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Two big high school football rivals to come together for a cause

By Gary Liberatore

The Dolgeville/West Canada Valley football game each year is larger than life, but Saturday's game will easily be overshadowed not only by one little girl, but by an entire cause.

A gray ribbon on the back of both teams' helmets Saturday may be small, but it has big meaning.

Gray is the color associated with brain cancer awareness.

The ribbon is for Sophia Johnson, a sixth grader at West Canada Valley, who at the age of 11 is now battling brain cancer for a second time.

The big rivalry game this year is being played at Dolgeville, and the reason for honoring Sophia is Sophia's cousin is Dolgeville starting quarterback Reid Johnson.

Sophia's mother, Julie Johnson, says six years ago Sophia underwent radiation and chemotherapy for about a year, putting the cancer in remission -- until this year.

"In April, we had our five-year post followup appointment," she said. "We were told she was doing great.  We thought she was out of the woods and cured.  And on Aug. 6, when we went for her MRI, bam there it was. And it was back with a vengeance."

Now, four months later, Sophia is in the middle of another round of chemotherapy. But this time, she's taking part in an experimental treatment more than three hours from home at Connecticut Children's Medical Center in Hartford.

The numerous trips are not only taking a physical toll, but a financial toll on the Johnsons, and that is why at the game on Saturday, family friends are organizing a fund drive to help their cause: To help pay for travel expenses to and from Connecticut.

Julie says Sophia gets very sick from the treatments and is not in school this school year, but her classmates, schoolmates and community members have done so much to help her and her family, including honoring her at Saturday's homecoming game, which will include not only the gray ribbon decals on the helmets, but a moment of silence.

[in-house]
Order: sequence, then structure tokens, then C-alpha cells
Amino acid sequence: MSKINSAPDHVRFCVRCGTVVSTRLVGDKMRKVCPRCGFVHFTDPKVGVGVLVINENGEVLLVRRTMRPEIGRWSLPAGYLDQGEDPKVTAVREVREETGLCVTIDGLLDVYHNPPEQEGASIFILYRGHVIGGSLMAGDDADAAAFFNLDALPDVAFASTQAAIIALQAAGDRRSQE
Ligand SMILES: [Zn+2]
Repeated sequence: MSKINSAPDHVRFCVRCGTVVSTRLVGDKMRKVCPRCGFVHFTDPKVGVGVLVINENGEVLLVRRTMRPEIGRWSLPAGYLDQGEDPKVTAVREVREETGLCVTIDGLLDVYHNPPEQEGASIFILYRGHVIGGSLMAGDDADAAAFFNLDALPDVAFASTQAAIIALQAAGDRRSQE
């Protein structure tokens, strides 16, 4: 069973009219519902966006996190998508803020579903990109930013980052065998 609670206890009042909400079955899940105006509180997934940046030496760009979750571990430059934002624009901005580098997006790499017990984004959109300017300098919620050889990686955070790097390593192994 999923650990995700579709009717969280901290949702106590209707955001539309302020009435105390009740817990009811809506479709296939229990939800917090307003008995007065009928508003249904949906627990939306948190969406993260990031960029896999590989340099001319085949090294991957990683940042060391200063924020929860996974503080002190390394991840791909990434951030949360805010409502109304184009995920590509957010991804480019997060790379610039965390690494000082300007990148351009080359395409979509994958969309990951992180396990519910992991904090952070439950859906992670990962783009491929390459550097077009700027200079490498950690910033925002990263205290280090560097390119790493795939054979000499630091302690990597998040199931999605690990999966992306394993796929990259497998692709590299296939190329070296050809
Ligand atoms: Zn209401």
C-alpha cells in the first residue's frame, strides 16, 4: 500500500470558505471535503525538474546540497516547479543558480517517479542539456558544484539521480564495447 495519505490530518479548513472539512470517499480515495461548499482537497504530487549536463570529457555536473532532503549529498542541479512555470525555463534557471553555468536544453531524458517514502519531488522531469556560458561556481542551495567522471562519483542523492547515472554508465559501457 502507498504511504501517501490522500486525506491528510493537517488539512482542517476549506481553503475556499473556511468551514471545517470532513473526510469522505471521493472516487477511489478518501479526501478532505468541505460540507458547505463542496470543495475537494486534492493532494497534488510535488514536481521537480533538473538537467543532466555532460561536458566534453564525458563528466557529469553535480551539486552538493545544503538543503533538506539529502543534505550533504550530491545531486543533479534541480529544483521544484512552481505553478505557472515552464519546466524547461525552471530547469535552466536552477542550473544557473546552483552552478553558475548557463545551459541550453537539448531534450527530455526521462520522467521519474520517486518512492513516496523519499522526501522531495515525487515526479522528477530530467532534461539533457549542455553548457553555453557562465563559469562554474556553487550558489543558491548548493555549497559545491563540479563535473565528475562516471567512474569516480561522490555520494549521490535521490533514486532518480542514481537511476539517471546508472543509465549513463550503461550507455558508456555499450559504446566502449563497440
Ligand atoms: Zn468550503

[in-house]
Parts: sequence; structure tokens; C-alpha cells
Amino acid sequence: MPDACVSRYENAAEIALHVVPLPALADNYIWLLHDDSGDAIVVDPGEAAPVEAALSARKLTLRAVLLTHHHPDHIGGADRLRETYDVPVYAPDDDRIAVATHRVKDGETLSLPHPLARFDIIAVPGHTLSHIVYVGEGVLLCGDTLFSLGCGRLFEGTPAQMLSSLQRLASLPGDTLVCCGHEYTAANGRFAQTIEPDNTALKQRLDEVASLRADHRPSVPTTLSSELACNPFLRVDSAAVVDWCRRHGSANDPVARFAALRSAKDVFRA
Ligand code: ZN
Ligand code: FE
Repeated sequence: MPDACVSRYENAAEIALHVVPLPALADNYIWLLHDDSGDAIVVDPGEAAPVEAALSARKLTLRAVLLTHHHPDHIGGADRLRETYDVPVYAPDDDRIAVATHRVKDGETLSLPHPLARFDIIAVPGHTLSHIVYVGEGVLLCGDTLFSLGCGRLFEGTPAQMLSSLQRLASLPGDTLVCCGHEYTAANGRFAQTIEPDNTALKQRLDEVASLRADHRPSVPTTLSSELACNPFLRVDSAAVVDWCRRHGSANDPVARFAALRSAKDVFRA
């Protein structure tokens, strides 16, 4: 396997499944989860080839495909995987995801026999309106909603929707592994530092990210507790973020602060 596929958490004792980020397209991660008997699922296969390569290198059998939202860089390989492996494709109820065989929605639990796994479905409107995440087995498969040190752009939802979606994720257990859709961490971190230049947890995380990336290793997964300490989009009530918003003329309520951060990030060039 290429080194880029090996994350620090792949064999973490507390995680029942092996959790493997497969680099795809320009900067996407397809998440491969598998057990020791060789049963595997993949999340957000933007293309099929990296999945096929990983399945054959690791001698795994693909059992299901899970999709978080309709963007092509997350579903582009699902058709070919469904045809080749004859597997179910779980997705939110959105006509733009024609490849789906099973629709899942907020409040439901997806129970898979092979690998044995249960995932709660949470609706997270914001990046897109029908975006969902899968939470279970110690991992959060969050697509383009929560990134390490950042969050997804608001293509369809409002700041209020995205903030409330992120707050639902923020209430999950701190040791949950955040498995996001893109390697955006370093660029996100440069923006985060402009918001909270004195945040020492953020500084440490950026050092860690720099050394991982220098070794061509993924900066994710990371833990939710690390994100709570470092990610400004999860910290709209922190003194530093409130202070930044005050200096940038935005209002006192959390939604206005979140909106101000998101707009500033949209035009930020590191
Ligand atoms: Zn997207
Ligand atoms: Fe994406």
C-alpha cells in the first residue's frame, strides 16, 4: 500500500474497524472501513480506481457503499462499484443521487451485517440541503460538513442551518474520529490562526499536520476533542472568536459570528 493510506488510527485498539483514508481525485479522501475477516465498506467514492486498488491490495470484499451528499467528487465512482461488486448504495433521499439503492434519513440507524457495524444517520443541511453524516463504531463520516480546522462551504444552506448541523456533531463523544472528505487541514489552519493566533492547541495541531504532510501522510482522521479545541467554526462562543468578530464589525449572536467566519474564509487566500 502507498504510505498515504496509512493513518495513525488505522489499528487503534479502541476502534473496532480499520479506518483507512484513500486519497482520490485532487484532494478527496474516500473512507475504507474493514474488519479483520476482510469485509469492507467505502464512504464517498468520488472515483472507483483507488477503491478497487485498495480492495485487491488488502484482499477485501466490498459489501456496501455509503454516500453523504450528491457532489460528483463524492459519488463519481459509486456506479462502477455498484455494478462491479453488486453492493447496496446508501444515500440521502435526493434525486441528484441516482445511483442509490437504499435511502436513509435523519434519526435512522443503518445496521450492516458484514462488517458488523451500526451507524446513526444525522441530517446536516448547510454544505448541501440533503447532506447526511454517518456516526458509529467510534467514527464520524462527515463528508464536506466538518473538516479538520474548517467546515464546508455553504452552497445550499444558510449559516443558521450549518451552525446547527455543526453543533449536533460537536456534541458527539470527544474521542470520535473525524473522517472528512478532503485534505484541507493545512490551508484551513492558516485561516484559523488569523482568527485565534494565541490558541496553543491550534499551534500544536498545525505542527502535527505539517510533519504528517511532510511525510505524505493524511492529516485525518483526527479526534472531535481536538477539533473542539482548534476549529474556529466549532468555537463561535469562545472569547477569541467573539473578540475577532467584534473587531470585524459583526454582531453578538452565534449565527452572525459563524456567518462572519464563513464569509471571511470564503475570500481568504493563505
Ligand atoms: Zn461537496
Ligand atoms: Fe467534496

"It's going to be incredible you know, and it's great they are supporting us," Julie said. "They're going to have a moment of silence and all that I can ask everybody in that moment of silence, is just pray for my daughter."

Julie says the trial has shrunk Sophia's brain tumors, but she knows her daughter is not out of the woods.

"The goal is to shrink everything as much as possible, because there's more than one tumor, and to get it as small as possible, and try to come up with some other treatment plan to try and keep it at bay," she said.

Julie and her husband Roy are both Dolgeville graduates, but now live in the West Canada School District and appreciate all of those people in both districts who may be rivals on the football field, but not off of it.

"I think it's awesome that these kids are coming up with this for our daughter," Julie said.

West Canada Valley Schools Superintendent John Banek says the game on Saturday is big, but the cause is much bigger.

"This game is enormous for both teams.  It's the Army/Navy Game of these two communities, and for it to take a back seat for this cause is pretty impressive," Banek said.  "Obviously there's more to life than a football game, and this is the case tomorrow."

Organizers of Saturday's game -- which is set for 1:30 p.m. at Dolgeville -- are urging everyone who attends the game to wear gray in honor of Sophia and Brain Cancer Awareness.

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